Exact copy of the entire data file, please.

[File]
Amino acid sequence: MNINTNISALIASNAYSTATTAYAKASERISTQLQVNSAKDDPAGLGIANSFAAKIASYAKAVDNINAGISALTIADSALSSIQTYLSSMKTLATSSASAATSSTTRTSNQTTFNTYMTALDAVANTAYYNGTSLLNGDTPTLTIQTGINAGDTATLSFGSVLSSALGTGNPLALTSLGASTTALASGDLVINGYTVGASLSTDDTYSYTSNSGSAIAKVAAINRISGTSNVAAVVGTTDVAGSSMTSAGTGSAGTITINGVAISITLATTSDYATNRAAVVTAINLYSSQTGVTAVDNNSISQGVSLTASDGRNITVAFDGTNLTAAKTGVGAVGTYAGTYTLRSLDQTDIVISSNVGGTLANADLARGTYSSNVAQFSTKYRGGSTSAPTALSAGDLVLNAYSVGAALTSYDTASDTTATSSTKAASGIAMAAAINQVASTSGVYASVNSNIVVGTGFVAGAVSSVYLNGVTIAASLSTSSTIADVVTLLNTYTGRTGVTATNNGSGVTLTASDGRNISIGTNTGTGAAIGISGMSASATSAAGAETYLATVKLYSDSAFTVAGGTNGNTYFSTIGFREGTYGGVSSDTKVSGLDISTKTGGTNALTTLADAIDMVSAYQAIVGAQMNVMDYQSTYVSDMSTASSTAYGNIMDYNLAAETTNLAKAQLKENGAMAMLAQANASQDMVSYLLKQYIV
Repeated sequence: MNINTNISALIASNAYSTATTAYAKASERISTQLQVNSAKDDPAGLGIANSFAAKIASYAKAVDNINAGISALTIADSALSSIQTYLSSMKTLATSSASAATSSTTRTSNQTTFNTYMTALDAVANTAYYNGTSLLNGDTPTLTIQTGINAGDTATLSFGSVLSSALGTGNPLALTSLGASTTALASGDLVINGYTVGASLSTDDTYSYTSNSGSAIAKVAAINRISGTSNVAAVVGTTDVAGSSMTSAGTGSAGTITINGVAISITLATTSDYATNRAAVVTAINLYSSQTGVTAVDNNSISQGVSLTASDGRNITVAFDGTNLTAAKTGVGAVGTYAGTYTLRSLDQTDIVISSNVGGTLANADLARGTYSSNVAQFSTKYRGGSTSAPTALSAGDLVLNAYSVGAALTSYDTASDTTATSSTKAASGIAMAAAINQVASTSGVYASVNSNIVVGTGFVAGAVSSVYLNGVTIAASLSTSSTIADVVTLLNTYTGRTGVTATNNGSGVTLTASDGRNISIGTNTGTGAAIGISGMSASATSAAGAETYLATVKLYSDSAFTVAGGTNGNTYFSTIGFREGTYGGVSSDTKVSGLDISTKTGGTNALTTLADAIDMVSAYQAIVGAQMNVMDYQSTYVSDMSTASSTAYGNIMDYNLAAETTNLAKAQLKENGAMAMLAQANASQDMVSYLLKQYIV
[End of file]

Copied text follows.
Amino acid sequence: MNINTNISALIASNAYSTATTAYAKASERISTQLQVNSAKDDPAGLGIANSFAAKIASYAKAVDNINAGISALTIADSALSSIQTYLSSMKTLATSSASAATSSTTRTSNQTTFNTYMTALDAVANTAYYNGTSLLNGDTPTLTIQTGINAGDTATLSFGSVLSSALGTGNPLALTSLGASTTALASGDLVINGYTVGASLSTDDTYSYTSNSGSAIAKVAAINRISGTSNVAAVVGTTDVAGSSMTSAGTGSAGTITINGVAISITLATTSDYATNRAAVVTAINLYSSQTGVTAVDNNSISQGVSLTASDGRNITVAFDGTNLTAAKTGVGAVGTYAGTYTLRSLDQTDIVISSNVGGTLANADLARGTYSSNVAQFSTKYRGGSTSAPTALSAGDLVLNAYSVGAALTSYDTASDTTATSSTKAASGIAMAAAINQVASTSGVYASVNSNIVVGTGFVAGAVSSVYLNGVTIAASLSTSSTIADVVTLLNTYTGRTGVTATNNGSGVTLTASDGRNISIGTNTGTGAAIGISGMSASATSAAGAETYLATVKLYSDSAFTVAGGTNGNTYFSTIGFREGTYGGVSSDTKVSGLDISTKTGGTNALTTLADAIDMVSAYQAIVGAQMNVMDYQSTYVSDMSTASSTAYGNIMDYNLAAETTNLAKAQLKENGAMAMLAQANASQDMVSYLLKQYIV
Repeated sequence: MNINTNISALIASNAYSTATTAYAKASERISTQLQVNSAKDDPAGLGIANSFAAKIASYAKAVDNINAGISALTIADSALSSIQTYLSSMKTLATSSASAATSSTTRTSNQTTFNTYMTALDAVANTAYYNGTSLLNGDTPTLTIQTGINAGDTATLSFGSVLSSALGTGNPLALTSLGASTTALASGDLVINGYTVGASLSTDDTYSYTSNSGSAIAKVAAINRISGTSNVAAVVGTTDVAGSSMTSAGTGSAGTITINGVAISITLATTSDYATNRAAVVTAINLYSSQTGVTAVDNNSISQGVSLTASDGRNITVAFDGTNLTAAKTGVGAVGTYAGTYTLRSLDQTDIVISSNVGGTLANADLARGTYSSNVAQFSTKYRGGSTSAPTALSAGDLVLNAYSVGAALTSYDTASDTTATSSTKAASGIAMAAAINQVASTSGVYASVNSNIVVGTGFVAGAVSSVYLNGVTIAASLSTSSTIADVVTLLNTYTGRTGVTATNNGSGVTLTASDGRNISIGTNTGTGAAIGISGMSASATSAAGAETYLATVKLYSDSAFTVAGGTNGNTYFSTIGFREGTYGGVSSDTKVSGLDISTKTGGTNALTTLADAIDMVSAYQAIVGAQMNVMDYQSTYVSDMSTASSTAYGNIMDYNLAAETTNLAKAQLKENGAMAMLAQANASQDMVSYLLKQYIV